Dissent plays an important role in any society, but dissenters are often silenced through social sanctions. Beyond their persuasive effects, rationales providing arguments supporting dissenters’ causes can increase the public expression of dissent by providing a “social cover” for voicing otherwise stigmatized positions. Motivated by a simple theoretical framework, we experimentally show that liberals are more willing to post a Tweet opposing the movement to defund the police, are seen as less prejudiced, and face lower social sanctions when their Tweet implies they had first read credible scientific evidence supporting their position. Analogous experiments with conservatives demonstrate that the same mechanisms facilitate anti-immigrant expression. Our findings highlight both the power of rationales and their limitations in enabling dissent and shed light on phenomena such as social movements, political correctness, propaganda, and anti-minority behavior.

Scapegoating During Crises

American Economic Association Papers and Proceedings, 112, 151-55 (2022)
Bursztyn, Leonardo, Georgy Egorov, Ingar Haaland, Aakaash Rao, and Christopher Roth

Killer Incentives: Rivalry, Performance and Risk-Taking Among German Fighter Pilots, 1939-45

Review of Economic Studies, 89(4), 2257-2292, (2022) [Lead article]
Ager, Philipp, Leonardo Bursztyn, Lukas Leucht, and Hans-Joachim Voth

Using newly-collected data on death rates and aerial victories of more than 5,000 German fighter pilots during World War II, we examine the effects of public recognition on performance and risk-taking. When a particular pilot is honored publicly, both the victory rate and the death rate of his former peers increase. Fellow pilots react more if they come from the same region of Germany, or if they worked closely with him. Our results suggest that personal rivalry can be a prime motivating force, and that non-financial rewards can lead to a crowd-in of both effort and risktaking via social connections.

Misperceptions about Others

Annual Review of Economics, 14, 425-452 (2022)
Bursztyn, Leonardo, and David Y. Yang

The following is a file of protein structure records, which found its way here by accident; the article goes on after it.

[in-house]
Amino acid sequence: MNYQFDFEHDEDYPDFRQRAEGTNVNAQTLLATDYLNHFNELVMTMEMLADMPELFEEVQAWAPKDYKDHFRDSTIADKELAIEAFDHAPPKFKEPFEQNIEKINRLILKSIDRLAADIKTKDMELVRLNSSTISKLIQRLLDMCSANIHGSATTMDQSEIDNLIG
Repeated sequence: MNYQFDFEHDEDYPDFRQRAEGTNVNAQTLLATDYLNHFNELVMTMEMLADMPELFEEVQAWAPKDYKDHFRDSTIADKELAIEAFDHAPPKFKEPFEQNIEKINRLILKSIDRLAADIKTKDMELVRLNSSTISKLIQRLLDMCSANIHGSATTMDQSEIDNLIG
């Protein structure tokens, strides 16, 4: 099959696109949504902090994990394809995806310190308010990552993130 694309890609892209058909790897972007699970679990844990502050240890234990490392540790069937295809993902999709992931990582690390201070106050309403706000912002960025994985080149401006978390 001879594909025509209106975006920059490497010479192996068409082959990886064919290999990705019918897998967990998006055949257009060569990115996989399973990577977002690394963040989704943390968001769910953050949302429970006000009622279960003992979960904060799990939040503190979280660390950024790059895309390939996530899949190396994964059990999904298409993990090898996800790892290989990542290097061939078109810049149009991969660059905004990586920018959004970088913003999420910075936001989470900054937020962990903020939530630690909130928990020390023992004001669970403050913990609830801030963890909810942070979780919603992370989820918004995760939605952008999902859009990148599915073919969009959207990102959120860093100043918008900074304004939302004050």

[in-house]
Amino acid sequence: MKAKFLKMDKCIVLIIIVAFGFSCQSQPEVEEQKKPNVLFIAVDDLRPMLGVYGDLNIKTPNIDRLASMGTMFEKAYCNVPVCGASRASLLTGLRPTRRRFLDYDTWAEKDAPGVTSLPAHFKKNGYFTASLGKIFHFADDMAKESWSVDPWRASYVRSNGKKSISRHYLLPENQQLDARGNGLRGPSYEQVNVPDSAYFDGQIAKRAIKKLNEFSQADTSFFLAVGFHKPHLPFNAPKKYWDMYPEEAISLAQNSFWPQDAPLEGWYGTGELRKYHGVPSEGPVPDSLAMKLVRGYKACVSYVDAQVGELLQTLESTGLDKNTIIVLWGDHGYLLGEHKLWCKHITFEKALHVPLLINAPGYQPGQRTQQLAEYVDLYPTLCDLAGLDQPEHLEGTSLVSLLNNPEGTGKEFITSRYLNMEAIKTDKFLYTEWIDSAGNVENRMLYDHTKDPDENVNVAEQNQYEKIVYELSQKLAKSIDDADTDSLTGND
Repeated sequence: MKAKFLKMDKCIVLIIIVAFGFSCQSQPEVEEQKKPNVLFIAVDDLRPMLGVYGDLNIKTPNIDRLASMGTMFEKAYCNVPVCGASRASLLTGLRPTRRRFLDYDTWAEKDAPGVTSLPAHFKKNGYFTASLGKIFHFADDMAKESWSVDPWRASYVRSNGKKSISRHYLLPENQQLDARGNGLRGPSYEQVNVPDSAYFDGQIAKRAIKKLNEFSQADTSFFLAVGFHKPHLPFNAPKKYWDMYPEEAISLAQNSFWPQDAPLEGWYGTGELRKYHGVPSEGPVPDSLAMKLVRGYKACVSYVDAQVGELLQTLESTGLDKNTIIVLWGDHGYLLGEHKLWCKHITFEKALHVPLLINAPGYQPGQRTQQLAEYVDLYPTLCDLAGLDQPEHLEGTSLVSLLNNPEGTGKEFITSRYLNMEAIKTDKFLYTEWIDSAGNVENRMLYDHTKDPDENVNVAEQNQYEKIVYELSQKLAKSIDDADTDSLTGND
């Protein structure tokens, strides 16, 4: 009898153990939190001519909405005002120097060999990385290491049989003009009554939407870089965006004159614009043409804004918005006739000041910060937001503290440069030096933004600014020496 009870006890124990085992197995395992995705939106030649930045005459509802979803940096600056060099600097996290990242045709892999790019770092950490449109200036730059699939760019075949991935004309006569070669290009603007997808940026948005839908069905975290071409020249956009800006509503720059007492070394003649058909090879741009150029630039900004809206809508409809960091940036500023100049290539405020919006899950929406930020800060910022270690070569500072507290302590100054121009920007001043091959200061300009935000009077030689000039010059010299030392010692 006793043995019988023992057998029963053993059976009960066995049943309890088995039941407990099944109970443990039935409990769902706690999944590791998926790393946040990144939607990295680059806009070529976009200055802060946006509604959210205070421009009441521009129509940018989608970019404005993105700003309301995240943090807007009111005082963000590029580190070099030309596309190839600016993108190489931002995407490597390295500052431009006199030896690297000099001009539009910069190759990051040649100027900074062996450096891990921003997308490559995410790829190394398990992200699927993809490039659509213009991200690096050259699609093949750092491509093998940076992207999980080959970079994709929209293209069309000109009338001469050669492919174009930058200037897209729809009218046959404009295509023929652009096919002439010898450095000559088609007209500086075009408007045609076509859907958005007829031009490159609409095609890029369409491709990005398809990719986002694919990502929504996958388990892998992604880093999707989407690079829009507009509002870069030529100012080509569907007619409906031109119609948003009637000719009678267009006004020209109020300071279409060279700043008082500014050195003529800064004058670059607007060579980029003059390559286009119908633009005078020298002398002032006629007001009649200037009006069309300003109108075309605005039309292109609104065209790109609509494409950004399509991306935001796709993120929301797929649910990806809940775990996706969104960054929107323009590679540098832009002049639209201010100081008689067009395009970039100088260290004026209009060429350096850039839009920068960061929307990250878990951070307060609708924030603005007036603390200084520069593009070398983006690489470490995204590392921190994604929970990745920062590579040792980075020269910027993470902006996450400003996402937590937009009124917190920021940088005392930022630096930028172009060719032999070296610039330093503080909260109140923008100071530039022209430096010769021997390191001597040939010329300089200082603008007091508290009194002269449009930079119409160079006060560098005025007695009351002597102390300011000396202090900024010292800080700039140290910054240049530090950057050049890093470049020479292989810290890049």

People’s perceptions about others play an important role in shaping their own attitudes and behaviors, as well as social norms more broadly. This review presents a meta-analysis of the recent empirical literature that examines perceptions about others in the field. We document a number of stylized facts. Misperceptions about others are widespread, asymmetric, much larger when about out-group members, and positively associated with one’s own attitudes. Experimental treatments to re-calibrate misperceptions generally work as intended; they sometimes lead to meaningful changes in behaviors, though this often occurs only immediately after the treatments. We discuss different conceptual frameworks that could explain the origin, persistence, and rigidity of misperceptions about others. We point to several directions for future research.

Persistent Political Engagement: Social Interactions and the Dynamics of Protest Movements

American Economic Review: Insights, 3(2): 233-250 (2021)
Bursztyn, Leonardo, Davide Cantoni, David Y. Yang, Noam Yuchtman, and Y. Jane Zhang

We study the causes of sustained participation in political movements. To identify the persistent effect of protest participation, we randomly, indirectly incentivize Hong Kong university students into participation in an antiauthoritarian protest. To identify the role of social networks, we randomize this treatment’s intensity across major-cohort cells. We find that incentives to attend one protest within a political movement increase subsequent protest attendance, but only when a sufficient fraction of an individual’s social network is also incentivized to attend the initial protest. One-time mobilization shocks have dynamic consequences, with mobilization at the social network level important for sustained political engagement.